None of these moral considerations force us to conclude that earning a profit invariably harms the common good.  As John Paul II wrote in Centesimus Annus, substantial portions of which now form the Compendium’s sections on business, profit, and economics, “when a firm makes a profit, this means that productive factors have been properly employed.”  Profit is a metric, as any good economist knows, that tells us a business is functioning well.  

The IHD dicastery, in ignoring John Paul’s wisdom on this, is promoting the kind of economic ignorance that harms the people it wants to help.  What it should be doing instead is pointing out that businesses have a moral purpose to play in society and can contribute to the common good.  It is a grave mistake to ignore the more robust and intricate Catholic teaching in favor of a simplistic condemnation of profit (and, therefore, of business).  By equating profit-making, as such, with evidence of greed and immorality, IHD perpetuates the harmful zero-sum mentality of mercantilism and socialism.   

Christian ethics demands that Christians be attentive to the needs of the poor.  But how we do that entails the application of virtues like prudence and temperance when it comes to regulation and government intervention in the pursuit of justice.  As Samuel Gregg puts in For God and Profit, “Between these polarities of no regulation and endless regulation . . . there is considerable room for Christians to debate among themselves and with non-Christians the scope, character, and fairness of varying forms of economic regulation.”  

Arbitrary definitions of “excessive” profit lead to the kind of bureaucratic regulation and government favoritism that retards economic development and encourages corruption and government favoritism instead.  “The zero-sum assumption,” Fr. Robert Sirico argues, “prevents people from ever asking whether the solution to poverty might be to grow the pie even more.”  In the end, this hurts rather than helps the poor, particularly in the developing world where it discourages entrepreneurs from starting businesses in the first place.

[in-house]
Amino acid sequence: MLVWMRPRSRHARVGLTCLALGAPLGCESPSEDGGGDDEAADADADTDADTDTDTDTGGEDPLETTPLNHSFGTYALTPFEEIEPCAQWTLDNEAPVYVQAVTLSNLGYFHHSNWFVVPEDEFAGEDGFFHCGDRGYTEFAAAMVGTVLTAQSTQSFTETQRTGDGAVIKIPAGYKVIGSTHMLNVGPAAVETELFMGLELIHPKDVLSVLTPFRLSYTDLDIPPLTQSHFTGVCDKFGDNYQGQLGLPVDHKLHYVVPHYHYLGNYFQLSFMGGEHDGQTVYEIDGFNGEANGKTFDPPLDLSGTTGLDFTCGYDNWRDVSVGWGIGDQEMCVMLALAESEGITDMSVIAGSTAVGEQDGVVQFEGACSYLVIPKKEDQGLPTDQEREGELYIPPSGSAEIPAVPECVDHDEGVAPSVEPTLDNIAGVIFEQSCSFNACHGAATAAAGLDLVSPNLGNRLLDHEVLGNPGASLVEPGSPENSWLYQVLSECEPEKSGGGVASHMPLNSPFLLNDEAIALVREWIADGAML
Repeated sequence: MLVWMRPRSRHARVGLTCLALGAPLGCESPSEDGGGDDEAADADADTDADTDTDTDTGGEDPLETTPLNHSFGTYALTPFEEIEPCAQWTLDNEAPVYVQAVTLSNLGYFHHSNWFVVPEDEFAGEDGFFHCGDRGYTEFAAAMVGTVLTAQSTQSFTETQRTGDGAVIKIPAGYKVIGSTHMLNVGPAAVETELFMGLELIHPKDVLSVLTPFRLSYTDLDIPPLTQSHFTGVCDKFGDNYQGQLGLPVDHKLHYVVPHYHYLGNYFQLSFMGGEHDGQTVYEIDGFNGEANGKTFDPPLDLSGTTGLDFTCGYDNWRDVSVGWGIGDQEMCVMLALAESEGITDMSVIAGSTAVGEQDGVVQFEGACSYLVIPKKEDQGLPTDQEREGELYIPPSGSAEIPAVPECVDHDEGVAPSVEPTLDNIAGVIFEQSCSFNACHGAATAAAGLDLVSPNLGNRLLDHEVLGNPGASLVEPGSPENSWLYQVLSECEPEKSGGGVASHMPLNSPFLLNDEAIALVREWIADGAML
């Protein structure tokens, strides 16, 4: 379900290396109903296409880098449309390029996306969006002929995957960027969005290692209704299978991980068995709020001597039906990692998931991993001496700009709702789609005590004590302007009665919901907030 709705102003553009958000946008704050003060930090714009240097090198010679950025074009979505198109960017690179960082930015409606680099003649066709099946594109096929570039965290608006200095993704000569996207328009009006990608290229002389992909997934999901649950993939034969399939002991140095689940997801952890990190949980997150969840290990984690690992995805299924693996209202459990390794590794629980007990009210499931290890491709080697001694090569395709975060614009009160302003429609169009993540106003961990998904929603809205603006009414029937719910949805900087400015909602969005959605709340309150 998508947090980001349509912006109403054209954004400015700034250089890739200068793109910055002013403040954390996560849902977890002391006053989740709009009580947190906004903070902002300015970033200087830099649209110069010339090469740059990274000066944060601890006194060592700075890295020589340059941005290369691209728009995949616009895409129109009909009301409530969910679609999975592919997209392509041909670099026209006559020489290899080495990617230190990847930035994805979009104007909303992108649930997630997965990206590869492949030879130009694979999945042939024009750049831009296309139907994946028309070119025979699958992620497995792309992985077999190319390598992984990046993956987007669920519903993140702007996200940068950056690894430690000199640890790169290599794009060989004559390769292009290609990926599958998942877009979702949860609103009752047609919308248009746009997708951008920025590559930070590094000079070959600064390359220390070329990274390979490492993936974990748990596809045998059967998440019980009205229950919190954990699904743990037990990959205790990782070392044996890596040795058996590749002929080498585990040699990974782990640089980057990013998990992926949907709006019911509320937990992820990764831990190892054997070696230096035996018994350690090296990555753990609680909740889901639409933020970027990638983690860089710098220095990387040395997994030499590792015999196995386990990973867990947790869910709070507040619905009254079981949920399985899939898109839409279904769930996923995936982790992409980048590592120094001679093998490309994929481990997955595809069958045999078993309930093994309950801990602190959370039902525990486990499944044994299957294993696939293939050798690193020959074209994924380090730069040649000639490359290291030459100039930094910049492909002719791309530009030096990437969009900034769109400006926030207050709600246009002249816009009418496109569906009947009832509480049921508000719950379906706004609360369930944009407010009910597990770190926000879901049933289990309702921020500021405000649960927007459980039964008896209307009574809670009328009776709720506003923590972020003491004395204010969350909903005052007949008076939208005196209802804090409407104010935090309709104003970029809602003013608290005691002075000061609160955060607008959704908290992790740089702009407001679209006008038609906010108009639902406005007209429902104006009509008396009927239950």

By contrast, a free economy undergirded by the institutions of justice and the rule of law makes entrepreneurship and successful business possible.  By relying on the price system and the signals of profit and loss to make the best use of our resources, the free economy compels us to think of others and what we might do for them.  It is really government favoritism and cronyism, not the free economy, that produces the long-term, outsized profits decried by Catholic social justice warriors.  Adam Smith noted the value of self-interest unencumbered by government planning 250 years ago: “By pursuing his own interest,” Smith wrote of the businessman, “he frequently promotes that of the society more effectually than when he really intends to promote it.” 

The opposite of profit is not the common good, it is loss.  Loss occurs when a company spends more than it brings in.  Profit and loss are important signals, because each tells us about the relative health of the company in question and whether the people running it are making good or bad decisions.  Profit signals efficiency and the fulfillment of customers’ needs. 

And for the entrepreneur who understands his creative labors as a vocation, profit is best seen not as something he pursues but rather as the happy by-product of his creative excellence.  Profit is a metric for economists and a signal to investors.  But, most importantly, it confirms to the entrepreneur that he is fulfilling what ought to be the clear mission of the Vatican’s Dicastery for Integral Human Development: enhancing the dignity of the human person through need fulfillment and economic growth.

John C. Pinheiro

Dr. John C. Pinheiro is Director of Research at the Acton Institute.